Many of us may be able to remember the bitter months of February in 1947 and 1963, and as recently as 2018 we experienced the “Beast from the East”.  Yet in 2019 there was a record high temperature for February of 21.2C recorded at Kew.

Like February, we ourselves may have something of an identity crisis. Every now and again we can be warm and generous, but we’re not convinced that we can risk being like that too often, and so we can find that it’s easier and safer to be wintry and cold-hearted.

What will February bring for us this year?

Keith Whyte

Thought for the month – December

Typically, the month of December is a time of frenzied preparation for Christmas celebrations: children posting their letters to Santa, everyone rushing to send out their heartfelt Christmas greetings, buy and wrap gifts, decorate homes, order party food, and so on. The tragedy is that we spend so much of our lives unprepared for Advent, the hope of God-with-us breaking into our chaotic lives. The story of the first Christmas declares how God breaks into our darkness and suffering – taking on flesh, blood and tears. Advent starts amidst darkness and suffering and chaos, but is a journey into light and hope and new purpose as we prepare to celebrate the birth of Jesus our Saviour. This glorious event utterly changed the world in love and that is well worth celebrating. The greatest hope of many hearts this year is that Christmas will not again be cancelled but can be saved, so we can celebrate together with family and friends. As a nation, we invest so much into Christmas celebrations – so much of our time, our money and our hope is wrapped up in the tinsel and sparkle that we rely upon to lift our wintry hearts.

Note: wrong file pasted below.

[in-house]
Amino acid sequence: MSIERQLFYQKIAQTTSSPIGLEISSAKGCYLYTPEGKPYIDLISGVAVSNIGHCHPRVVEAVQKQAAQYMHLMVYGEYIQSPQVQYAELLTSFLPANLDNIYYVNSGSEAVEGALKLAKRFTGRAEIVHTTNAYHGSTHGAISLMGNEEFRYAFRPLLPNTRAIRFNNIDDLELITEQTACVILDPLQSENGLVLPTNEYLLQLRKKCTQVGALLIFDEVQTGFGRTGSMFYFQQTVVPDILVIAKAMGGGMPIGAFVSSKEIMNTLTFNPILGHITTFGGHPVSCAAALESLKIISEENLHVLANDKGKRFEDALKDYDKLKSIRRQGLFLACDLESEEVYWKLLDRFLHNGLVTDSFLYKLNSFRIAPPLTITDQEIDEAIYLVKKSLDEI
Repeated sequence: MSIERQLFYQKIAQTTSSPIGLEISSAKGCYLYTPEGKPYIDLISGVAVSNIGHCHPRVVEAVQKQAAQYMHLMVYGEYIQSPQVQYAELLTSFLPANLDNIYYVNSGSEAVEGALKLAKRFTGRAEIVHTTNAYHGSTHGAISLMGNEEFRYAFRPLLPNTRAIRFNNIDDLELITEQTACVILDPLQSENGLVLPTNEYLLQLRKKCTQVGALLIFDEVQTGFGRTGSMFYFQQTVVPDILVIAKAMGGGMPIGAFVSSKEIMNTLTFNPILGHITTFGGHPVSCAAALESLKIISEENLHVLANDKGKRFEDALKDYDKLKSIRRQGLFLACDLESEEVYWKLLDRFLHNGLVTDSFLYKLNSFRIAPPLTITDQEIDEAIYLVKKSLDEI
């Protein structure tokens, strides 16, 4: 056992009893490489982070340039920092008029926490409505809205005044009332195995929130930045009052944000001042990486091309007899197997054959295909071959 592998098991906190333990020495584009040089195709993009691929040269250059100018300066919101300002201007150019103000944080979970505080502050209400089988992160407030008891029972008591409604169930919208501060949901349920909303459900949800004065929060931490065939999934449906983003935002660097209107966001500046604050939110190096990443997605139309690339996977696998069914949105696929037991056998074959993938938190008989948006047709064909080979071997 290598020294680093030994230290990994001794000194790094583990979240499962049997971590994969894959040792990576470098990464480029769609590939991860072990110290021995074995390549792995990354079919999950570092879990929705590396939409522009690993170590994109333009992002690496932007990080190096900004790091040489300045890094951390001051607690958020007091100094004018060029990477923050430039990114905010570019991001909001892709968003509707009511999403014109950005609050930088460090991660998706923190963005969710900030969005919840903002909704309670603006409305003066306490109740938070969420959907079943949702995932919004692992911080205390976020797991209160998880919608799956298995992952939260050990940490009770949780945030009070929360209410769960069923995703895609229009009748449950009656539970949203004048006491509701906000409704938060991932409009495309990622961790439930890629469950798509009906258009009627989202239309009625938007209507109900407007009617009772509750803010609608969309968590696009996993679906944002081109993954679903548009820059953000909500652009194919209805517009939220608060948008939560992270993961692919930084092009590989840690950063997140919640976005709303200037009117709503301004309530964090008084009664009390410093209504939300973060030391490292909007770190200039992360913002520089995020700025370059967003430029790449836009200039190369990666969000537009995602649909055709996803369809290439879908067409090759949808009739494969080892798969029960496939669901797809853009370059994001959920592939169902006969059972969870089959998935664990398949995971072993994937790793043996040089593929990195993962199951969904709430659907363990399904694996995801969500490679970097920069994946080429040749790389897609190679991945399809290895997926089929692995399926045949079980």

Speaking of tinsel and Christmas parties reminds me to use our Christmas crackers this year: seriously folks, I bought a box of crackers 4 years ago which still remains unopened! Oops! In the spirit of “waste not, want not” I am determined to use them this year without fail. Did you know that the Christmas cracker is a very British tradition? It is commonly accepted that Tom Smith of London invented crackers in 1847 as a development of his bon-bon sweets which he sold in a twist of paper (the origins of the traditional sweet-wrapper). It is claimed that he added the “crackle” element when he heard the crackle of a log he had just put on a fire. The other elements of the modern cracker—the gifts, paper hats and jokes—were introduced by Tom Smith’s son, Walter.

Try not to rush around too much this December. Make time to reflect, wait, watch and hope during Advent, and then enjoy happy Christmas celebrations that really go off with a bang!

Reverend Anthea Wickens

Thought for the month – November